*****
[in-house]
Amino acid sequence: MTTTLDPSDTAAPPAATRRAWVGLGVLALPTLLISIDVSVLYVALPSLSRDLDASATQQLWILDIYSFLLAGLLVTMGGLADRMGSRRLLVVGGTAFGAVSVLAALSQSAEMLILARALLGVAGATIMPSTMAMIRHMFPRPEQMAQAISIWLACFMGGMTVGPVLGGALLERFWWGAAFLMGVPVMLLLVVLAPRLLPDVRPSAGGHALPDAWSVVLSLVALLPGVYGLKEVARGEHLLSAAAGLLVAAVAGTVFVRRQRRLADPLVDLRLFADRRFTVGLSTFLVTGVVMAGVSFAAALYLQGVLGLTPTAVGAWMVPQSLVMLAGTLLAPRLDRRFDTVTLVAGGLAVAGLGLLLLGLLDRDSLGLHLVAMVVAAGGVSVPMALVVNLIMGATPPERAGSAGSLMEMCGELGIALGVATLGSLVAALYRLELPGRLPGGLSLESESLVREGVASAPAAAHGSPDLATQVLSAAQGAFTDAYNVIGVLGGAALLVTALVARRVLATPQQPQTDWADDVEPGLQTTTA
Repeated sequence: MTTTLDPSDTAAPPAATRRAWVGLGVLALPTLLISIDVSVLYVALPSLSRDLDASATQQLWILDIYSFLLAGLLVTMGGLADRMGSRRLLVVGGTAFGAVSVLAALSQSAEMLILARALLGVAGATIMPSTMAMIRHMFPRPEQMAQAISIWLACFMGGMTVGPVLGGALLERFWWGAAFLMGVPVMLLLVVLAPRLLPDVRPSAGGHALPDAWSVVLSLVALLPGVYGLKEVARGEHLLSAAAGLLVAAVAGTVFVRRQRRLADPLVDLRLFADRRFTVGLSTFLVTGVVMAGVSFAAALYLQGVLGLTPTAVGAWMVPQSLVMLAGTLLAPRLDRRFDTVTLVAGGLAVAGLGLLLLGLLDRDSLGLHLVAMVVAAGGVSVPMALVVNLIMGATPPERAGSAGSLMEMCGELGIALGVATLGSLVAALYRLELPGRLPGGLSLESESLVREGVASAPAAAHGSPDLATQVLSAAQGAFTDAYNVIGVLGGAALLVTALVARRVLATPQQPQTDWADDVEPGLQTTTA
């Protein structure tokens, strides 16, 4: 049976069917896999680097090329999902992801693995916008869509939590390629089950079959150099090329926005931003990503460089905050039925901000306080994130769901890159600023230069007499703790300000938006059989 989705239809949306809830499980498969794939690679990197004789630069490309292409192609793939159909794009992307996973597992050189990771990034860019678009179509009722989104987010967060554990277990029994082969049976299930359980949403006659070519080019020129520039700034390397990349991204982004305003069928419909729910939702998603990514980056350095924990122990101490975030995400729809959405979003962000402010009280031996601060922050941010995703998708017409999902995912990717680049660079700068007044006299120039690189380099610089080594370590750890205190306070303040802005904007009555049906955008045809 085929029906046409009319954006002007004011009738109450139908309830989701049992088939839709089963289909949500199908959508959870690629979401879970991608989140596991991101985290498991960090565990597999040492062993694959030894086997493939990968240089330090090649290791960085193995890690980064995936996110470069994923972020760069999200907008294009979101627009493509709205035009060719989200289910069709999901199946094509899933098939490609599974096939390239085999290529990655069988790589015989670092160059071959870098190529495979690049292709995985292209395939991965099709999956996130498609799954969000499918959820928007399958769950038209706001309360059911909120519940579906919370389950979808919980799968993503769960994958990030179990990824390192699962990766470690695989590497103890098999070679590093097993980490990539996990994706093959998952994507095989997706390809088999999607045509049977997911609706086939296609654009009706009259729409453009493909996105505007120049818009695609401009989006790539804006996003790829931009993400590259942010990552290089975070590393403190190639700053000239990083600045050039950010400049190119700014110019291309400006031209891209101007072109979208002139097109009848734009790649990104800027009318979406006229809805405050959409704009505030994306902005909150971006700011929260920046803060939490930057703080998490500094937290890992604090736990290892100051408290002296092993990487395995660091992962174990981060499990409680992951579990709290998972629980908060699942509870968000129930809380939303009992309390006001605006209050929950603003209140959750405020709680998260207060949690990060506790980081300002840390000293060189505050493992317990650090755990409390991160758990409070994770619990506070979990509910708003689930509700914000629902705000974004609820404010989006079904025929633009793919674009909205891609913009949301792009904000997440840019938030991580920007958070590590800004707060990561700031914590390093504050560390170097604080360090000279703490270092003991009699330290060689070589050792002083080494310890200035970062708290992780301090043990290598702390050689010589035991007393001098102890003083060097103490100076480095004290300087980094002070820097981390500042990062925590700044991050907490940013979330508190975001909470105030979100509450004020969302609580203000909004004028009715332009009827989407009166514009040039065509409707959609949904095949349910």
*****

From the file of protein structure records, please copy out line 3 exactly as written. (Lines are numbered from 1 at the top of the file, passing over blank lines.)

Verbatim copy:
Repeated sequence: MTTTLDPSDTAAPPAATRRAWVGLGVLALPTLLISIDVSVLYVALPSLSRDLDASATQQLWILDIYSFLLAGLLVTMGGLADRMGSRRLLVVGGTAFGAVSVLAALSQSAEMLILARALLGVAGATIMPSTMAMIRHMFPRPEQMAQAISIWLACFMGGMTVGPVLGGALLERFWWGAAFLMGVPVMLLLVVLAPRLLPDVRPSAGGHALPDAWSVVLSLVALLPGVYGLKEVARGEHLLSAAAGLLVAAVAGTVFVRRQRRLADPLVDLRLFADRRFTVGLSTFLVTGVVMAGVSFAAALYLQGVLGLTPTAVGAWMVPQSLVMLAGTLLAPRLDRRFDTVTLVAGGLAVAGLGLLLLGLLDRDSLGLHLVAMVVAAGGVSVPMALVVNLIMGATPPERAGSAGSLMEMCGELGIALGVATLGSLVAALYRLELPGRLPGGLSLESESLVREGVASAPAAAHGSPDLATQVLSAAQGAFTDAYNVIGVLGGAALLVTALVARRVLATPQQPQTDWADDVEPGLQTTTA